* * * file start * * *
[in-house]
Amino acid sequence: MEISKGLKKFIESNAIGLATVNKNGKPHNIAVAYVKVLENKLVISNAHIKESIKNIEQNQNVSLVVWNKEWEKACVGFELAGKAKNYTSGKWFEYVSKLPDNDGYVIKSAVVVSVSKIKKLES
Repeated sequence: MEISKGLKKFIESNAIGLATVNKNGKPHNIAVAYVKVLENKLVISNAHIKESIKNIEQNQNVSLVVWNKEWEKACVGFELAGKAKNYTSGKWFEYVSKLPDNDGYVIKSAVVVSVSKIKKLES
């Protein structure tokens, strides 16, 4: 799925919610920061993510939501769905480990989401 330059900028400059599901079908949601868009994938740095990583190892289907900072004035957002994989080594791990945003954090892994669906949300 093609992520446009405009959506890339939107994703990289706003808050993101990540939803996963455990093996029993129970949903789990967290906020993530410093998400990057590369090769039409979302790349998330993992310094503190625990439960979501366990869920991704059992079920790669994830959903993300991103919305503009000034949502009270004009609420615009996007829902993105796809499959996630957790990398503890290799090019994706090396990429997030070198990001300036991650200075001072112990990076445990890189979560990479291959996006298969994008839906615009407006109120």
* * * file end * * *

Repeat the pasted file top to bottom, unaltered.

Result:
[in-house]
Amino acid sequence: MEISKGLKKFIESNAIGLATVNKNGKPHNIAVAYVKVLENKLVISNAHIKESIKNIEQNQNVSLVVWNKEWEKACVGFELAGKAKNYTSGKWFEYVSKLPDNDGYVIKSAVVVSVSKIKKLES
Repeated sequence: MEISKGLKKFIESNAIGLATVNKNGKPHNIAVAYVKVLENKLVISNAHIKESIKNIEQNQNVSLVVWNKEWEKACVGFELAGKAKNYTSGKWFEYVSKLPDNDGYVIKSAVVVSVSKIKKLES
């Protein structure tokens, strides 16, 4: 799925919610920061993510939501769905480990989401 330059900028400059599901079908949601868009994938740095990583190892289907900072004035957002994989080594791990945003954090892994669906949300 093609992520446009405009959506890339939107994703990289706003808050993101990540939803996963455990093996029993129970949903789990967290906020993530410093998400990057590369090769039409979302790349998330993992310094503190625990439960979501366990869920991704059992079920790669994830959903993300991103919305503009000034949502009270004009609420615009996007829902993105796809499959996630957790990398503890290799090019994706090396990429997030070198990001300036991650200075001072112990990076445990890189979560990479291959996006298969994008839906615009407006109120």